Complex interrelations, however, also develop within metropolises, together with their different stages of construction from their ancient centers up to their teeming slums. Against this background, we will examine (both in synchronic and diachronic perspective) the conditions by which centers have integrative effects and by which peripheries develop according to centrifugal forces. At the same time, we should ask in which social constellations peripheries take on integrative functions while the centers are themselves disintegrating. In any event, we can count on counterintuitive effects—according to the insights of Luhmann that modern societies in their polycontextural structure are only highly integrated at their margins and areas of exclusion (Luhmann 1996). In the end, in lieu of forming something like the dominant culture (Leitkultur) of the society, the political rhetoric of integration could prove to be a hegemonic elite semantics: “The margins are what still produce the appearance of being homogenous. There, the city is defined according to social differences. In its center, everything has collapsed upon itself” (Kermani 2008).

Connection to the Themes and Research Fields of the Center of Excellence

Symbolic and material practices in the management of uncontrollable spaces form a research area in which essential questions posed by the social and cultural studies as well as by the Kulturwissenschaften can be developed.

Hence, these transformation processes, as they occur at present on the peripheries of global cities in Asia or South America (Sassen 1995, 2001), represent a productive object for studying “Transcultural Hierarchies,” especially since that research area is characterized by an emphasis on migration research. In historical perspective, we would inquire into the role of cities as a point for attracting and collecting migration movements in earlier societies.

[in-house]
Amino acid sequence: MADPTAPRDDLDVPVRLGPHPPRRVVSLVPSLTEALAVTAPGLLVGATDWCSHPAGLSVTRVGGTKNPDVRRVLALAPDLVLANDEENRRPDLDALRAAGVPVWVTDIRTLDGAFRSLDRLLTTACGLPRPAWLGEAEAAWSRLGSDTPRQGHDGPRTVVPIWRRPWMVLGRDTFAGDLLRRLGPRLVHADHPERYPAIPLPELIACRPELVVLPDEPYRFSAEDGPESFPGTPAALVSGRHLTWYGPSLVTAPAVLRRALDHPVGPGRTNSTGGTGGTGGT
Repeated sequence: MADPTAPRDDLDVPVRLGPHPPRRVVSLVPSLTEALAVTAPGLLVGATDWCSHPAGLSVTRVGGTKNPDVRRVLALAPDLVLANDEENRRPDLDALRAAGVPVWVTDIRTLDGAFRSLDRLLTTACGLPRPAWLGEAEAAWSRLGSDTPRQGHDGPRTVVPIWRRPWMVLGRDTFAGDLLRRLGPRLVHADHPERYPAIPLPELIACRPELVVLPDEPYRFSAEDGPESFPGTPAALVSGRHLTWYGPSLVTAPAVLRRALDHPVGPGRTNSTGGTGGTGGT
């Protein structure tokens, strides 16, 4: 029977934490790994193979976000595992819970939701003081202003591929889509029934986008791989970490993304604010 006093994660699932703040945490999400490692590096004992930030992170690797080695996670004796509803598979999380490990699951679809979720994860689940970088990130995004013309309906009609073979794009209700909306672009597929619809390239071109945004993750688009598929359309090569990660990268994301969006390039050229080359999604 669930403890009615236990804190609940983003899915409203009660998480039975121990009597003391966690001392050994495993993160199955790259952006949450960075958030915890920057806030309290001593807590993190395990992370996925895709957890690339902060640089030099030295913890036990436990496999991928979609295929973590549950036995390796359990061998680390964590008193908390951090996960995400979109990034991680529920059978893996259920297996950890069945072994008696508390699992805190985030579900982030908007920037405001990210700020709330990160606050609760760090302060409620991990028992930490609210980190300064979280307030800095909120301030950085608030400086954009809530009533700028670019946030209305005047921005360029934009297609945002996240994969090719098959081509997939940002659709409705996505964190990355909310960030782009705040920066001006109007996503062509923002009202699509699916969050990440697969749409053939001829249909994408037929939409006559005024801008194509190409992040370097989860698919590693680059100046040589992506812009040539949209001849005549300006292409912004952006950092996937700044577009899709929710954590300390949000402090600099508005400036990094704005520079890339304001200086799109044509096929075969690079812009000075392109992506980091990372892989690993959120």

Studies of ‘planned peripheries’ could also make an important contribution to  to the research area ‘Identity Cultures.’ On the one hand, in focusing on marginal zones, we can consider the effects of those identity figures offered up or compelled by the center as well as which approving, rejecting or subversive reactions they bring about. On the other hand, it is precisely hybridizing or demarcation processes that take place at the periphery and that produce or oppose new forms of collective identity. In addition, we should include here religious processes, since it is to be assumed that special conflict dynamics emerge in the very contact zones between religious communities.

Finally, the topic is productive for the research area ‘Narrative Theory as Cultural Theory'’ with respect to the narrative modelling of thresholds, borders, frameworks and margins as well as the violation or transgression of the same. Here the apparatus of culture semiotics can be applied inasmuch as it contains a complete theory (particularly in the work of Yuri Lotman) of center-periphery exchange.